CHICAGO, Illinois, November 5, 2007 (ENS) - The U.S. Green Building Council is set to launch its LEED-for-Homes program at the organization's annual Greenbuild conference in Chicago this week.
The Leadership in Energy and Environmental Design, LEED, voluntary rating system is the nationally accepted benchmark for the design, construction and operation of high performance green buildings.
LEED recognizes performance in five key areas of human and environmental health - sustainable site development, water savings, energy efficiency, materials selection and indoor environmental quality.
Created exclusively for new commercial construction when it was launched in 2000, LEED now has been adapted to a range of other programs. A two year pilot program to adapt the LEED rating system to residential building ended this spring, but the Green Building Council waited until this week's conference for its official debut.
Despite the current construction slow down, the Green Building Council says urgent action is needed to green the U.S. residential housing stock. The group estimates that residential buildings contribute 21 percent of the nation's carbon dioxide emissions.
There were more than 1.8 million new single-family construction starts in 2006, but McGraw-Hill SmartMarket reports that only two percent of American houses are built green. LEED-for-Homes provides a framework for homeowners and developers who want to improve that ratio.
At least 335 houses have earned LEED certification since the pilot program began in August 2005, and 8,000 more are in the pipeline, says Emily Mitchell, the LEED-for-Homes assistant program manager.
"The numbers have exceeded our expectations. With projects in Idaho, Wisconsin, Colorado, and Michigan, it has reached a broad audience," she said.
Mass-production houses, custom-built residences, and low-rise multi-family buildings have all been part of the pilot program.
Twelve houses so far have achieved LEED Platinum, the highest ranking, including one in Venice, California, known as project7ten. Its California Modernist design, by Melinda Gray of Gray Matter Architecture, uses solar panels, high-performance windows and insulation, recycled and renewable materials.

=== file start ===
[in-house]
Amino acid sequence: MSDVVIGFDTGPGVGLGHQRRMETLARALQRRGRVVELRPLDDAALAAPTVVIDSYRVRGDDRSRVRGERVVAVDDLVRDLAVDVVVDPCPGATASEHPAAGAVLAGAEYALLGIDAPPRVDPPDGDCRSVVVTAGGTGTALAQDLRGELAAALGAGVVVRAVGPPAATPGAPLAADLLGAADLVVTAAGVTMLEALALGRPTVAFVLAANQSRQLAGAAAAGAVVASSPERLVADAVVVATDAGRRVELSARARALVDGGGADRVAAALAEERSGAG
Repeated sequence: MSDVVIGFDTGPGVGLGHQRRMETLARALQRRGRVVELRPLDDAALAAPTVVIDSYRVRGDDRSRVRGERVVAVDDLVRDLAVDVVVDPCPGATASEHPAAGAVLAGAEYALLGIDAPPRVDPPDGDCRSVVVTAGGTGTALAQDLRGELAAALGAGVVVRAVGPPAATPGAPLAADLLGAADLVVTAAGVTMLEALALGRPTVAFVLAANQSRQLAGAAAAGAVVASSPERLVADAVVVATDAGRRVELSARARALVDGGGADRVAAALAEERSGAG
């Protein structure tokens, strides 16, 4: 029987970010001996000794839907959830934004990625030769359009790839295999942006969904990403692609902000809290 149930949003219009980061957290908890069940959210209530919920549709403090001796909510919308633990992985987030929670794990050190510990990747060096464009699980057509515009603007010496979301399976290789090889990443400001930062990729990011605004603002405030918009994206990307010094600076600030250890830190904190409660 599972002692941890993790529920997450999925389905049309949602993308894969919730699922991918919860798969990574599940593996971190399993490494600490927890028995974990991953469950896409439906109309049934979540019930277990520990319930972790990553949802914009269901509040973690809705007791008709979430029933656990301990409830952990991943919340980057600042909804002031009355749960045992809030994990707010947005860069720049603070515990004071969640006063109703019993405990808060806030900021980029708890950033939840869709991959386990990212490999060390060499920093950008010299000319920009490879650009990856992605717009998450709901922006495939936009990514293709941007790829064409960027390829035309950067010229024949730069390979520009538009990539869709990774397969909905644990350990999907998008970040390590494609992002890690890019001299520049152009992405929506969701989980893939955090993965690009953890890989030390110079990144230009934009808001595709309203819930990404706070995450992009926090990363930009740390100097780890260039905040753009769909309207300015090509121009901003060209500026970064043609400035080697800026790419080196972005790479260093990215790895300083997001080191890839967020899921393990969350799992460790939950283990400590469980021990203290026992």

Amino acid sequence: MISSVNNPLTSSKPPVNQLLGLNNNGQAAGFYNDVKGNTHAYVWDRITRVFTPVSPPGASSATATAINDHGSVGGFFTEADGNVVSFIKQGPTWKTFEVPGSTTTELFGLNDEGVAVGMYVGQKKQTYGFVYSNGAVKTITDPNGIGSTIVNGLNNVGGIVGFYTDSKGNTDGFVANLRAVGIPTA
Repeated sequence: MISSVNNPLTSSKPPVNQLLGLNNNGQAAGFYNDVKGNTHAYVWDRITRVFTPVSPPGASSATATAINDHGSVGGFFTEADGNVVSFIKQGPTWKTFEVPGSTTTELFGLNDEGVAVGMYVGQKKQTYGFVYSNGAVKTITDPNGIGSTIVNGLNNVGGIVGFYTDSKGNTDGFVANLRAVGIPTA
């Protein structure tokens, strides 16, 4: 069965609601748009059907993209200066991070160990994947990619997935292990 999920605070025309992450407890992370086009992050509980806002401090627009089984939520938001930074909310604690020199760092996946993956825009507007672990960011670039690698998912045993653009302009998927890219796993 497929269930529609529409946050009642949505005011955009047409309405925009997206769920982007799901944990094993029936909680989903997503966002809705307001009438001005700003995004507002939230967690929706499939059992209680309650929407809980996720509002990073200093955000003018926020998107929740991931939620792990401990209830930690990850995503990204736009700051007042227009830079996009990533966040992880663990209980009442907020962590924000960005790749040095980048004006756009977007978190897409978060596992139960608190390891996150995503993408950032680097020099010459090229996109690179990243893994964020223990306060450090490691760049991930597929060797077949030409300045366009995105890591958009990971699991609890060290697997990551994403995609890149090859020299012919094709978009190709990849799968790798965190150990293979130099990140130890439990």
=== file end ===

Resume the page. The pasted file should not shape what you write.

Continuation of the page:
In Chicago, Mayor Richard Daley is making it easier for city home builders and owners to use energy efficient technologies, materials and construction methods.
Chicago Mayor Richard Daley announces programs to foster green home construction and remodeling. (Photo courtesy Office of the Mayor)
Late last month the mayor unveiled the two programs to kick off Green Building Month, which runs through November.
The "Chicago Green Homes" program for builders and developers and the "Green Home Remodeling Series" of guides for homeowners renovating or rehabbing their homes are aimed at ensuring Chicago's residential properties are built and rehabbed in ways that save energy, dollars and the environment.
"Each of us can make a difference in the health of our families and the health of the planet by the choices we make every day. The Green initiatives we are unveiling today can help each of us make choices that protect the earth, our families - and our homes," Daley said.
The Green Homes program gives points to builders for every sustainable technique and material used in the construction of a new home or residential building.
Upon review and approval by the Chicago Department of Environment, a Chicago Green Homes Certificate will be issued with a rating that may qualify for the Chicago Department of Buildings expedited green permit process. Participants will be granted the use of the Chicago Green Homes logo, and their projects will be recognized on the city’s website.
The Chicago Green Homes program is required of all builders and developers who use City financing or land and is voluntary for others.
The six "Green Home Remodeling Series" guides encourage and help homeowners make environmentally conscious choices when rehabbing homes. Information on the new programs is available on the city’s website: www.cityofchicago.org/environment.
"In every home where there has been a green rehab, owners are saving money in energy costs and enjoying cleaner air and greater comfort," said Mayor Daley. "For some people, that difference in cost can help them stay in their home as well as improve the environment."
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